Thursday, January 21, 2010

The Pro-Life Deluge Begins

They're showing up. I saw my first pilgrim-protesters this morning, a group of teenagers and a couple of nuns on a street corner in Chinatown. I overheard my first reference between two people their office building for a smoke. ("March for Life?" one asked, and then I'd passed. No context.) Personally, today I plan to review the rules for political activity for federal employees. (I think they'll say I have to take my nametag off when I walk down to the Mall on my lunch break.)

I keep thinking back to something I heard last year when I did the same. As I walked toward the Mall, on sidewalks crowded with hundreds, thousands, of other pro-lifers, I heard an older man say to his wife, " . . . I mean, I'm against it, but I don't think you should dwell on it. Focusing on things like that is just living in the past." It was clearly abortion he was against, and clearly pro-lifers who were living in the past.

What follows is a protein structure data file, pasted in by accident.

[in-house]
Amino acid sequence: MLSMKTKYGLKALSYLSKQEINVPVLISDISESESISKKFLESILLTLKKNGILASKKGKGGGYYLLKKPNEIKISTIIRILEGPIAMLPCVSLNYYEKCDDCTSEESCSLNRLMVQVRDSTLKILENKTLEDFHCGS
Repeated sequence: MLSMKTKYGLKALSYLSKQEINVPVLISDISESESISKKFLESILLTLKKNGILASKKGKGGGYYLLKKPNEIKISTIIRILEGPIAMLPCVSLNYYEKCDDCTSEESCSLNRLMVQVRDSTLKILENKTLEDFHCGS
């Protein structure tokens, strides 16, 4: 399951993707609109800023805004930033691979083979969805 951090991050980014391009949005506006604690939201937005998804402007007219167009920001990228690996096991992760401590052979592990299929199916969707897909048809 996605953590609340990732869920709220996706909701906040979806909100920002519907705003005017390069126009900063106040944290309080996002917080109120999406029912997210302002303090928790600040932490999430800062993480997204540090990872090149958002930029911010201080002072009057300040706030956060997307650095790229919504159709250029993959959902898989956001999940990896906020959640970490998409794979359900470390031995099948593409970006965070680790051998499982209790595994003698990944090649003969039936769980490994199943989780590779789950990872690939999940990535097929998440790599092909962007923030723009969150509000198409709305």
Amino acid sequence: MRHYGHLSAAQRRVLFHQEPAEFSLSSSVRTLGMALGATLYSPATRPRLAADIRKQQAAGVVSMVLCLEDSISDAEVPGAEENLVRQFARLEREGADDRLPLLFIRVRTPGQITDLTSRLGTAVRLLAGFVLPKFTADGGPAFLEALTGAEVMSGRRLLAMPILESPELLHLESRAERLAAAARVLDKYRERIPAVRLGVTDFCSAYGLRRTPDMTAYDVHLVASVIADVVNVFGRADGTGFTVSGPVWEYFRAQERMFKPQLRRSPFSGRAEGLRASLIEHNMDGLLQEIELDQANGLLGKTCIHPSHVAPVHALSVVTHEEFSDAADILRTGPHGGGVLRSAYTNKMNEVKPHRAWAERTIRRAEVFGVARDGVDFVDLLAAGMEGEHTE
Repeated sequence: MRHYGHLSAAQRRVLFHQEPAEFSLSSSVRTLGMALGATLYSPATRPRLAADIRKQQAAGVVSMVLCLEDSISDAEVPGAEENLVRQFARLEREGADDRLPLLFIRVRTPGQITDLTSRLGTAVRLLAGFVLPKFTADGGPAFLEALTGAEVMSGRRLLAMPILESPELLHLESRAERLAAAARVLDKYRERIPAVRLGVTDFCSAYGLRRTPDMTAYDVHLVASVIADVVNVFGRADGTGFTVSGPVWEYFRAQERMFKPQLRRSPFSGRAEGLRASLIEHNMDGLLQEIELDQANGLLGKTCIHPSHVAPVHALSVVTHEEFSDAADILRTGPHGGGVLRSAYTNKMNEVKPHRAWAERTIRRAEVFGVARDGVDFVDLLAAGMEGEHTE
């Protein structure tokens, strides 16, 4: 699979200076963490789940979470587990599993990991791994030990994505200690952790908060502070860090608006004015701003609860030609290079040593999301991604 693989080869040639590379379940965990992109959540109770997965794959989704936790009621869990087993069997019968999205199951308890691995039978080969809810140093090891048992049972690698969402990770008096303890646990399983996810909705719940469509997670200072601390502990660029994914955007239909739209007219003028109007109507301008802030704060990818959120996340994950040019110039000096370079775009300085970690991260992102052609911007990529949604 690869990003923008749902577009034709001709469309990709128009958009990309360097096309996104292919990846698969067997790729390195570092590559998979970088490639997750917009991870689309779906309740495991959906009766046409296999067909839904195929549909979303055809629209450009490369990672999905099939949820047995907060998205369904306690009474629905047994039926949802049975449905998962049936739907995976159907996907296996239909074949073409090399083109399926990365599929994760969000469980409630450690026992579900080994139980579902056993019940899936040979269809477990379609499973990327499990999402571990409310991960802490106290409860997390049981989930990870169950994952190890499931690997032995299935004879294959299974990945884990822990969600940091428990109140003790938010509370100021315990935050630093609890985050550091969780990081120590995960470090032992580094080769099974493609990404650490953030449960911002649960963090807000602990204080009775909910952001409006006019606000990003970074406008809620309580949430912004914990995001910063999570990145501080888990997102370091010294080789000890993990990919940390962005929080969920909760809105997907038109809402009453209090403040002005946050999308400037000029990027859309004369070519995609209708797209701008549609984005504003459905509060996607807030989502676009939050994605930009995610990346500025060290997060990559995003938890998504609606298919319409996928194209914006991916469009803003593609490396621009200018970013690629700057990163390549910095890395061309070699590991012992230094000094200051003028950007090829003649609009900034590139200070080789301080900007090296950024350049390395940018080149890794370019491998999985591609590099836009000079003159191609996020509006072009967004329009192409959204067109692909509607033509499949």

Over the past year, I've wondered, periodically, whether I should have said something to him. What would I have said, if I were of the talking-to-strangers type?

"Living in the past? It's not the past for the 3,500 women who will have an abortion today. It's not the past for the 3,500 children who won't have a future. And I have to ask, sir, since you said you were against it, why are you against it? Do you think it's the unjustified murder of innocents? Don't you agree, sir, that that's something of immense magnitude, something certainly worth 'dwelling on'?"

I've always been a bit wary of the March for Life. I wrote about this last year. What's the point, really? It seems like it makes pro-lifers feel good - as it did to me last year - but that's it. It doesn't change the way Congress votes. It doesn't change the way the White House makes policy. It doesn't change hearts or minds -- at least not when those of us who attend are too shy to talk to other people, even the people who might be sympathetic!

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